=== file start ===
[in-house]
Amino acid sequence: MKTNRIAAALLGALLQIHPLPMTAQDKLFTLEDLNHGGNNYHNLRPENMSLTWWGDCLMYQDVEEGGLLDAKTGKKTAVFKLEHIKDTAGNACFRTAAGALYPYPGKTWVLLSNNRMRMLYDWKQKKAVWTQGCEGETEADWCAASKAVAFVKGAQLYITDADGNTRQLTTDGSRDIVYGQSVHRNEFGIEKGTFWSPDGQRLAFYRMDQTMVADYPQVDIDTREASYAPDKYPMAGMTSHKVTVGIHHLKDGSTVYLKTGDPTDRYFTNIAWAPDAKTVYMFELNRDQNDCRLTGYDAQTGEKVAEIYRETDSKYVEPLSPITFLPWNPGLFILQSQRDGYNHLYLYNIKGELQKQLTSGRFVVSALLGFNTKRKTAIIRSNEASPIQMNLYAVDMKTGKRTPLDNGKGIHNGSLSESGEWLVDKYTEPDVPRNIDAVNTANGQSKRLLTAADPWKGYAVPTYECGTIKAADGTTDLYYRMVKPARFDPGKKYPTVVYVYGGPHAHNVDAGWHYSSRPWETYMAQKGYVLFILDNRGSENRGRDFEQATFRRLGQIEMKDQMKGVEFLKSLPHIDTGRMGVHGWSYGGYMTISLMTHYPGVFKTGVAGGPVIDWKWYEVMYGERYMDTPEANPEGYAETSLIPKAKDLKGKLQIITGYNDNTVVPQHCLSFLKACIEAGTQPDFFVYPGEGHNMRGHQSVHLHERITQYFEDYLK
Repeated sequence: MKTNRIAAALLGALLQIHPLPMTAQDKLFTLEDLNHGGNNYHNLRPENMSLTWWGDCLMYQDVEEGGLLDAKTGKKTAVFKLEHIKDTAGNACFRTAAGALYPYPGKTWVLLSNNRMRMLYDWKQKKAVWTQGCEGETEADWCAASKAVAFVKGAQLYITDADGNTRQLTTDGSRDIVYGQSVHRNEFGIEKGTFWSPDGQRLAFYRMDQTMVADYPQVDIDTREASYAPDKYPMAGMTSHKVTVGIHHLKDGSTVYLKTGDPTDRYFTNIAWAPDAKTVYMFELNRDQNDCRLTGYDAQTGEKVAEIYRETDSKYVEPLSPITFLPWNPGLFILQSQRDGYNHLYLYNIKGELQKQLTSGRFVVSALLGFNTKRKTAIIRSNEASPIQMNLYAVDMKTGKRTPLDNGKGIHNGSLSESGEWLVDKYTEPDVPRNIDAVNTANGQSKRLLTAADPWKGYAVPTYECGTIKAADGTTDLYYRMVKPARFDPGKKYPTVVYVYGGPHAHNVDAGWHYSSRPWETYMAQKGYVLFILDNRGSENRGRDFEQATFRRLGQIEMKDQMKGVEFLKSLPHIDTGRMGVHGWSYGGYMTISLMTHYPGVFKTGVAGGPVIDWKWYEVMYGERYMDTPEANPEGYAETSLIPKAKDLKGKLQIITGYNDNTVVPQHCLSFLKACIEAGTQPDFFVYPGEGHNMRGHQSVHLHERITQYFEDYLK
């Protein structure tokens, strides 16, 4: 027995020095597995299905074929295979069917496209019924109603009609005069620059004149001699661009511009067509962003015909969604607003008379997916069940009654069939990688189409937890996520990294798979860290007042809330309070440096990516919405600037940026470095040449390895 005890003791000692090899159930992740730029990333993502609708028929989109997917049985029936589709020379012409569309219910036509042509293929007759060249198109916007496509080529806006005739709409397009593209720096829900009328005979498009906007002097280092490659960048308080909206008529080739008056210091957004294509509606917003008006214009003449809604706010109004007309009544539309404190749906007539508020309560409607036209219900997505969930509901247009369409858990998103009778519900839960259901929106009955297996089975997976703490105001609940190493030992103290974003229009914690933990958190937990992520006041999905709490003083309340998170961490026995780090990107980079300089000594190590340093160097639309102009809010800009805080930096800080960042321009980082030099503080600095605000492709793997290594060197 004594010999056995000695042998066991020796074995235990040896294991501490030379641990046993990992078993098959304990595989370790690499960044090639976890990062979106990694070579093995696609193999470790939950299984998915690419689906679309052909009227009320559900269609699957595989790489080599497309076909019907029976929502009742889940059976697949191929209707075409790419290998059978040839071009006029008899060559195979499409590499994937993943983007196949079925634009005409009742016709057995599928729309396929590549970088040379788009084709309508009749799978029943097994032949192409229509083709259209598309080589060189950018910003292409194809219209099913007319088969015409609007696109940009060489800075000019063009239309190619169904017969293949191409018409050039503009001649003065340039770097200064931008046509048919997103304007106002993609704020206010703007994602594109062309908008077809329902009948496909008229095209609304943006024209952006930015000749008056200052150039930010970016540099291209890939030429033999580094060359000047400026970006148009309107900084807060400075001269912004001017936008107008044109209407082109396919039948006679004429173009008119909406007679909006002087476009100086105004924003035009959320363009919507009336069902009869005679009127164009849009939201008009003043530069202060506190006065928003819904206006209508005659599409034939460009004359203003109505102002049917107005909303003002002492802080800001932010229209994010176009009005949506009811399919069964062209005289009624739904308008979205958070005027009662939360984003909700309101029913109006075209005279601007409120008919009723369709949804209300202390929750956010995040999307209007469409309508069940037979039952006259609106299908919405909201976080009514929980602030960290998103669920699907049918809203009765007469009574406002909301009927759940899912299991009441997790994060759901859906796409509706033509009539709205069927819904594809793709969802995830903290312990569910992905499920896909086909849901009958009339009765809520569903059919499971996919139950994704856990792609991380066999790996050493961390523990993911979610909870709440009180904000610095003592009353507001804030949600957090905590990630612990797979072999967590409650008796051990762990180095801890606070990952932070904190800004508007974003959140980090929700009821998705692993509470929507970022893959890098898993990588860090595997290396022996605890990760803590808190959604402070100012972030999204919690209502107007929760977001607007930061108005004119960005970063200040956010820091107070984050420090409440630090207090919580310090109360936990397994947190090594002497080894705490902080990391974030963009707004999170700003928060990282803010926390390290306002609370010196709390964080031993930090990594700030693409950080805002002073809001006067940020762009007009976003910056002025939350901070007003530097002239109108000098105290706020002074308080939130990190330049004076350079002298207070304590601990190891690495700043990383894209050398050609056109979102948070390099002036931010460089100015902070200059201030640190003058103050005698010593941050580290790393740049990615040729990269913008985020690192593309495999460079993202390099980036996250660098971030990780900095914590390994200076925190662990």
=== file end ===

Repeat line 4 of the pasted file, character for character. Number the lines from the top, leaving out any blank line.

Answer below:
């Protein structure tokens, strides 16, 4: 027995020095597995299905074929295979069917496209019924109603009609005069620059004149001699661009511009067509962003015909969604607003008379997916069940009654069939990688189409937890996520990294798979860290007042809330309070440096990516919405600037940026470095040449390895 005890003791000692090899159930992740730029990333993502609708028929989109997917049985029936589709020379012409569309219910036509042509293929007759060249198109916007496509080529806006005739709409397009593209720096829900009328005979498009906007002097280092490659960048308080909206008529080739008056210091957004294509509606917003008006214009003449809604706010109004007309009544539309404190749906007539508020309560409607036209219900997505969930509901247009369409858990998103009778519900839960259901929106009955297996089975997976703490105001609940190493030992103290974003229009914690933990958190937990992520006041999905709490003083309340998170961490026995780090990107980079300089000594190590340093160097639309102009809010800009805080930096800080960042321009980082030099503080600095605000492709793997290594060197 004594010999056995000695042998066991020796074995235990040896294991501490030379641990046993990992078993098959304990595989370790690499960044090639976890990062979106990694070579093995696609193999470790939950299984998915690419689906679309052909009227009320559900269609699957595989790489080599497309076909019907029976929502009742889940059976697949191929209707075409790419290998059978040839071009006029008899060559195979499409590499994937993943983007196949079925634009005409009742016709057995599928729309396929590549970088040379788009084709309508009749799978029943097994032949192409229509083709259209598309080589060189950018910003292409194809219209099913007319088969015409609007696109940009060489800075000019063009239309190619169904017969293949191409018409050039503009001649003065340039770097200064931008046509048919997103304007106002993609704020206010703007994602594109062309908008077809329902009948496909008229095209609304943006024209952006930015000749008056200052150039930010970016540099291209890939030429033999580094060359000047400026970006148009309107900084807060400075001269912004001017936008107008044109209407082109396919039948006679004429173009008119909406007679909006002087476009100086105004924003035009959320363009919507009336069902009869005679009127164009849009939201008009003043530069202060506190006065928003819904206006209508005659599409034939460009004359203003109505102002049917107005909303003002002492802080800001932010229209994010176009009005949506009811399919069964062209005289009624739904308008979205958070005027009662939360984003909700309101029913109006075209005279601007409120008919009723369709949804209300202390929750956010995040999307209007469409309508069940037979039952006259609106299908919405909201976080009514929980602030960290998103669920699907049918809203009765007469009574406002909301009927759940899912299991009441997790994060759901859906796409509706033509009539709205069927819904594809793709969802995830903290312990569910992905499920896909086909849901009958009339009765809520569903059919499971996919139950994704856990792609991380066999790996050493961390523990993911979610909870709440009180904000610095003592009353507001804030949600957090905590990630612990797979072999967590409650008796051990762990180095801890606070990952932070904190800004508007974003959140980090929700009821998705692993509470929507970022893959890098898993990588860090595997290396022996605890990760803590808190959604402070100012972030999204919690209502107007929760977001607007930061108005004119960005970063200040956010820091107070984050420090409440630090207090919580310090109360936990397994947190090594002497080894705490902080990391974030963009707004999170700003928060990282803010926390390290306002609370010196709390964080031993930090990594700030693409950080805002002073809001006067940020762009007009976003910056002025939350901070007003530097002239109108000098105290706020002074308080939130990190330049004076350079002298207070304590601990190891690495700043990383894209050398050609056109979102948070390099002036931010460089100015902070200059201030640190003058103050005698010593941050580290790393740049990615040729990269913008985020690192593309495999460079993202390099980036996250660098971030990780900095914590390994200076925190662990």